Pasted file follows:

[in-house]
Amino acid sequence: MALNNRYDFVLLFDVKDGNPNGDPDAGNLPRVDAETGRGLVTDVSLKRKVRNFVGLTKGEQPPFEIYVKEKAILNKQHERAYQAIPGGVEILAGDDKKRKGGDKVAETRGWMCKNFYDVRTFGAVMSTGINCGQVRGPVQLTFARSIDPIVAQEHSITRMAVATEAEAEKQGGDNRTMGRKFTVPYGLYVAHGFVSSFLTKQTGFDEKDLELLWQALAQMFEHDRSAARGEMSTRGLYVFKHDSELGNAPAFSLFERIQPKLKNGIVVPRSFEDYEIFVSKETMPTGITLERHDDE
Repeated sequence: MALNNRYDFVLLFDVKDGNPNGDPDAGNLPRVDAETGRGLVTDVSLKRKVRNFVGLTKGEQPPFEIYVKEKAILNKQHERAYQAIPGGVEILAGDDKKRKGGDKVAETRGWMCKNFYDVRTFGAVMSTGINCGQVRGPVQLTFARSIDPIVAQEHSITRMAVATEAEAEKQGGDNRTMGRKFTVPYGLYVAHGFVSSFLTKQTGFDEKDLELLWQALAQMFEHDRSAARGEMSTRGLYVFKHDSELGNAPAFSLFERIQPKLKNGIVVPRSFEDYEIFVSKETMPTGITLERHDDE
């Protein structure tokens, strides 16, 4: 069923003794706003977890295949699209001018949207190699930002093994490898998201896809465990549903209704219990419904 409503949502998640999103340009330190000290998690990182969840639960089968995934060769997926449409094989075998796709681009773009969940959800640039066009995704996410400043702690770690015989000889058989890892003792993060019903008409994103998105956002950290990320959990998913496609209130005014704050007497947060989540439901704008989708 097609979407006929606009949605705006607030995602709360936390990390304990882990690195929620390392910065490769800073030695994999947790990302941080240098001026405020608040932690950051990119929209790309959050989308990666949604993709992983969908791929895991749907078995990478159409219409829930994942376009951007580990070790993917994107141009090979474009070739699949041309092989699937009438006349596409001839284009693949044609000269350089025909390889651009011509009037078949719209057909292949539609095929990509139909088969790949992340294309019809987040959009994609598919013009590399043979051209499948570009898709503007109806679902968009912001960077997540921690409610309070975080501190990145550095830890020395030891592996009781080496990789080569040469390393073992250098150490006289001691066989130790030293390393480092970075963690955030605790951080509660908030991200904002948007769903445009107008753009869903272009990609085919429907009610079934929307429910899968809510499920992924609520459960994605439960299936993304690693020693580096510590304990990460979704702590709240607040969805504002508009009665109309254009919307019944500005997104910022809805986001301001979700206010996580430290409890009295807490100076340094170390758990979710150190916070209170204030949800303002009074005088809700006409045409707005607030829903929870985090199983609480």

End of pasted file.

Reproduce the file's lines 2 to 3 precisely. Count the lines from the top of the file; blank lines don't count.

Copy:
Amino acid sequence: MALNNRYDFVLLFDVKDGNPNGDPDAGNLPRVDAETGRGLVTDVSLKRKVRNFVGLTKGEQPPFEIYVKEKAILNKQHERAYQAIPGGVEILAGDDKKRKGGDKVAETRGWMCKNFYDVRTFGAVMSTGINCGQVRGPVQLTFARSIDPIVAQEHSITRMAVATEAEAEKQGGDNRTMGRKFTVPYGLYVAHGFVSSFLTKQTGFDEKDLELLWQALAQMFEHDRSAARGEMSTRGLYVFKHDSELGNAPAFSLFERIQPKLKNGIVVPRSFEDYEIFVSKETMPTGITLERHDDE
Repeated sequence: MALNNRYDFVLLFDVKDGNPNGDPDAGNLPRVDAETGRGLVTDVSLKRKVRNFVGLTKGEQPPFEIYVKEKAILNKQHERAYQAIPGGVEILAGDDKKRKGGDKVAETRGWMCKNFYDVRTFGAVMSTGINCGQVRGPVQLTFARSIDPIVAQEHSITRMAVATEAEAEKQGGDNRTMGRKFTVPYGLYVAHGFVSSFLTKQTGFDEKDLELLWQALAQMFEHDRSAARGEMSTRGLYVFKHDSELGNAPAFSLFERIQPKLKNGIVVPRSFEDYEIFVSKETMPTGITLERHDDE